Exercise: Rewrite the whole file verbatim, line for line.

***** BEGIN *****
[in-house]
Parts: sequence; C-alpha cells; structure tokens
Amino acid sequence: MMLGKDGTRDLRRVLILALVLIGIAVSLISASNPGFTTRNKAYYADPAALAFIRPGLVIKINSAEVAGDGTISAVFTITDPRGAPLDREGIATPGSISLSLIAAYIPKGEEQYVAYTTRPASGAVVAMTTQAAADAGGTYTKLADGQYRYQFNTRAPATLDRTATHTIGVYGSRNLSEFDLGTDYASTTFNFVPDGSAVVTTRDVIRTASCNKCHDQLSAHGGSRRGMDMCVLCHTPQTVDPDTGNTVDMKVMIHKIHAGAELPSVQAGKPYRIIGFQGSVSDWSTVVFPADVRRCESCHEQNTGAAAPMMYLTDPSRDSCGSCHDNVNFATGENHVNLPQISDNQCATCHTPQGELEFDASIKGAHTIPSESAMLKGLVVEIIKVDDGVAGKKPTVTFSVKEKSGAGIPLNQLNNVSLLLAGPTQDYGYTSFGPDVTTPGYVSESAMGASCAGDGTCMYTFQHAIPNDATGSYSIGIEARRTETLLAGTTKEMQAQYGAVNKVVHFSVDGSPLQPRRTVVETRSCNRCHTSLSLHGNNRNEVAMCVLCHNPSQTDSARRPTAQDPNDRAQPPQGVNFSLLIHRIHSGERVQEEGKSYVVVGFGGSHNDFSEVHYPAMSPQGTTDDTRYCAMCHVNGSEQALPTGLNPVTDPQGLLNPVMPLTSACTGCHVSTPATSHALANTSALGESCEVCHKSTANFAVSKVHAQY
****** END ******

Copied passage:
[in-house]
Parts: sequence; C-alpha cells; structure tokens
Amino acid sequence: MMLGKDGTRDLRRVLILALVLIGIAVSLISASNPGFTTRNKAYYADPAALAFIRPGLVIKINSAEVAGDGTISAVFTITDPRGAPLDREGIATPGSISLSLIAAYIPKGEEQYVAYTTRPASGAVVAMTTQAAADAGGTYTKLADGQYRYQFNTRAPATLDRTATHTIGVYGSRNLSEFDLGTDYASTTFNFVPDGSAVVTTRDVIRTASCNKCHDQLSAHGGSRRGMDMCVLCHTPQTVDPDTGNTVDMKVMIHKIHAGAELPSVQAGKPYRIIGFQGSVSDWSTVVFPADVRRCESCHEQNTGAAAPMMYLTDPSRDSCGSCHDNVNFATGENHVNLPQISDNQCATCHTPQGELEFDASIKGAHTIPSESAMLKGLVVEIIKVDDGVAGKKPTVTFSVKEKSGAGIPLNQLNNVSLLLAGPTQDYGYTSFGPDVTTPGYVSESAMGASCAGDGTCMYTFQHAIPNDATGSYSIGIEARRTETLLAGTTKEMQAQYGAVNKVVHFSVDGSPLQPRRTVVETRSCNRCHTSLSLHGNNRNEVAMCVLCHNPSQTDSARRPTAQDPNDRAQPPQGVNFSLLIHRIHSGERVQEEGKSYVVVGFGGSHNDFSEVHYPAMSPQGTTDDTRYCAMCHVNGSEQALPTGLNPVTDPQGLLNPVMPLTSACTGCHVSTPATSHALANTSALGESCEVCHKSTANFAVSKVHAQY